China Files WTO Complaint Over U.S. Tariffs On $200 Billion Of Imports
China has filed a case with the World Trade Organization against the U.S. to protest the Trump administration's plan to put new tariffs on $200 billion worth of Chinese imports. China says the tariffs are illegal attempts at protectionism.
China's Ministry of Commerce announced it is pursuing legal remedy against the U.S. in a brief statement on its website — the latest in an escalating trade conflict between the world's two largest economies.
The WTO complaint comes less than a week after the Trump administration published a preliminary list of more than 6,000 Chinese products that it wants to hit with an additional 10 percent duty. The list targets products worth a total of $200 billion, ranging from an expansive range of seafood and vegetables to stones, metals and plywood.
The latest U.S. tariffs were announced days after China retaliated for an earlier round of U.S. import taxes of up to 25 percent on items worth about $50 billion.
The deteriorating trade conditions with China have rattled a variety of economic sectors, affecting prices of raw materials such as paper. And separate U.S. tariffs on aluminum and steel, which hit Canada, Mexico and the European Union, have also led to higher prices on some products, as NPR reported earlier this month.
President Trump and the U.S. Trade Representative's Office have said the China tariffs are meant to force that burgeoning country to change its trade policies and do more to prevent the theft of U.S. technology and intellectual property.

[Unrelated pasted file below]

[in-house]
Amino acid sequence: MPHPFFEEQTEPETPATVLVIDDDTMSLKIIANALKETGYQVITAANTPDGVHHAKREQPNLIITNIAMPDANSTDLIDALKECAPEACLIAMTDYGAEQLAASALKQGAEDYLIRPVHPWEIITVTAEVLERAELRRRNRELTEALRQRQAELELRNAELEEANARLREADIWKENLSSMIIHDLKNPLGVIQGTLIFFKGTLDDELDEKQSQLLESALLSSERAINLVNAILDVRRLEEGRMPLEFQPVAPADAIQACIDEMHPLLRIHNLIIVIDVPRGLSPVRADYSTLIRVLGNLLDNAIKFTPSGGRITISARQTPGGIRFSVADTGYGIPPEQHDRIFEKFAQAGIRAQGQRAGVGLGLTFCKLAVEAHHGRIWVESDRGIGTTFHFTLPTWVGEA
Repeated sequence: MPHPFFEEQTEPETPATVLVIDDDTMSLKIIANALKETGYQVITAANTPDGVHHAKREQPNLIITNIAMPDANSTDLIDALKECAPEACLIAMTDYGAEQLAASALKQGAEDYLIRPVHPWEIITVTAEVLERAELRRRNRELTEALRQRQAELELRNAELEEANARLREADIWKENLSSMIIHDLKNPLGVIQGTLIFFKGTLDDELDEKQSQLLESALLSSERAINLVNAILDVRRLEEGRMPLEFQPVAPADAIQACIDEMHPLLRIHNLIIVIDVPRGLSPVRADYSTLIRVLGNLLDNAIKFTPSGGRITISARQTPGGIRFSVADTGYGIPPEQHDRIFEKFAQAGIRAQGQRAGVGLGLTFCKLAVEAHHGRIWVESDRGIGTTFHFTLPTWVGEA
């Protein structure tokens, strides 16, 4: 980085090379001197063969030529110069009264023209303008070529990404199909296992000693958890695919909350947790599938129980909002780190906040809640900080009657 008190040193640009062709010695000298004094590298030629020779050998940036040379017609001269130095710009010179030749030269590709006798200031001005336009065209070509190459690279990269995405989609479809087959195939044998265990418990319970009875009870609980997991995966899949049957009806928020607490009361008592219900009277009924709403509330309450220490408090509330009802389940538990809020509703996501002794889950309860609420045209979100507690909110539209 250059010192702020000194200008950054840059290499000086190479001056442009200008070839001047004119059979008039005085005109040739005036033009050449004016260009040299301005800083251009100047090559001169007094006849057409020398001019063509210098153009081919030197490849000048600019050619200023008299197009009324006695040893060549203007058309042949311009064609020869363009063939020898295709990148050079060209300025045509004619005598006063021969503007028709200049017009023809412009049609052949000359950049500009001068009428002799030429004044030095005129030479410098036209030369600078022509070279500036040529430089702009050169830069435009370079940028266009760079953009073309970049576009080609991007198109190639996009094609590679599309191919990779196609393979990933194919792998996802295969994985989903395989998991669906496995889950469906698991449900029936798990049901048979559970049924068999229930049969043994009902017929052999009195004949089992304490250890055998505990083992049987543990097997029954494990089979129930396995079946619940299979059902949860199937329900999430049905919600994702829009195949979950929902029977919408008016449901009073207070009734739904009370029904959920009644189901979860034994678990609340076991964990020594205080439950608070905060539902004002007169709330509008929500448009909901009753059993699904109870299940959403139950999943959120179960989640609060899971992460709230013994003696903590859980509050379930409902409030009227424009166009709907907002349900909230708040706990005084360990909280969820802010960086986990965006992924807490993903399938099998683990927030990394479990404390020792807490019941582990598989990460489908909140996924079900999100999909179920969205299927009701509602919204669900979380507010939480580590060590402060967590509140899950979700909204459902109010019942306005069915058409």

Citing its investigation that began in August 2017, the Trade Representative's tariff notice said it concluded that China's actions and policies "are unreasonable or discriminatory and burden or restrict U.S. commerce."
China disputes the U.S. allegation, saying last week, "The tariffs are typical unilateralism, protectionism and trade bullying. They are a clear violation of the basic WTO principle of most-favored-nation treatment as well as the basic spirit and principles of international law."
As for the reasons behind a trade imbalance between the two countries, China blamed Americans' low savings rate and other broad economic issues.
China added that it doesn't want a trade war — but that it is not afraid of having one.
Last year, the United States' total trade in goods with China topped $635 billion, according to the U.S. Census Bureau. In that year, the U.S. says its goods trade deficit with China was $375.2 billion.
Copyright 2021 NPR. To see more, visit https://www.npr.org.